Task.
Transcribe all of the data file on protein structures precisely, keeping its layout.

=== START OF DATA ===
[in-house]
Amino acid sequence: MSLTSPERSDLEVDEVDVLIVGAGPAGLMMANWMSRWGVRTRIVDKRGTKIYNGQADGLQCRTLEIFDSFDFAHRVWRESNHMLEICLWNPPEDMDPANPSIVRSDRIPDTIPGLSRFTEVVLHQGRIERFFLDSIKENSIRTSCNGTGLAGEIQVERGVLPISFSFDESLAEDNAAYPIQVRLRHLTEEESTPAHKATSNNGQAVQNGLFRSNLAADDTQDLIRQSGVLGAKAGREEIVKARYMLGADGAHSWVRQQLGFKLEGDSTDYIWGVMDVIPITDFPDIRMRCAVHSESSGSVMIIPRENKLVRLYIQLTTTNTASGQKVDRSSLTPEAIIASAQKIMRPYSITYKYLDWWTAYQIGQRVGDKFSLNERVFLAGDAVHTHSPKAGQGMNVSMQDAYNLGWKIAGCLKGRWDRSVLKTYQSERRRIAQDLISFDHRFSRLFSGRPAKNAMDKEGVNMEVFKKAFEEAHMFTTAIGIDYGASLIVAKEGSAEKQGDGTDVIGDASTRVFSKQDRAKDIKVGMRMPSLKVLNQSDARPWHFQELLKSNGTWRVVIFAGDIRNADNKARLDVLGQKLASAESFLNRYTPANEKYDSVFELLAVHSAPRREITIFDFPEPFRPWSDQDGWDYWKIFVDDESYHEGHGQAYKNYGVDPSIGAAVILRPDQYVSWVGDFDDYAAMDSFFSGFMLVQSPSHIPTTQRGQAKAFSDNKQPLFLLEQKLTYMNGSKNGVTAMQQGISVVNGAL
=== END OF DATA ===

[in-house]
Amino acid sequence: MSLTSPERSDLEVDEVDVLIVGAGPAGLMMANWMSRWGVRTRIVDKRGTKIYNGQADGLQCRTLEIFDSFDFAHRVWRESNHMLEICLWNPPEDMDPANPSIVRSDRIPDTIPGLSRFTEVVLHQGRIERFFLDSIKENSIRTSCNGTGLAGEIQVERGVLPISFSFDESLAEDNAAYPIQVRLRHLTEEESTPAHKATSNNGQAVQNGLFRSNLAADDTQDLIRQSGVLGAKAGREEIVKARYMLGADGAHSWVRQQLGFKLEGDSTDYIWGVMDVIPITDFPDIRMRCAVHSESSGSVMIIPRENKLVRLYIQLTTTNTASGQKVDRSSLTPEAIIASAQKIMRPYSITYKYLDWWTAYQIGQRVGDKFSLNERVFLAGDAVHTHSPKAGQGMNVSMQDAYNLGWKIAGCLKGRWDRSVLKTYQSERRRIAQDLISFDHRFSRLFSGRPAKNAMDKEGVNMEVFKKAFEEAHMFTTAIGIDYGASLIVAKEGSAEKQGDGTDVIGDASTRVFSKQDRAKDIKVGMRMPSLKVLNQSDARPWHFQELLKSNGTWRVVIFAGDIRNADNKARLDVLGQKLASAESFLNRYTPANEKYDSVFELLAVHSAPRREITIFDFPEPFRPWSDQDGWDYWKIFVDDESYHEGHGQAYKNYGVDPSIGAAVILRPDQYVSWVGDFDDYAAMDSFFSGFMLVQSPSHIPTTQRGQAKAFSDNKQPLFLLEQKLTYMNGSKNGVTAMQQGISVVNGAL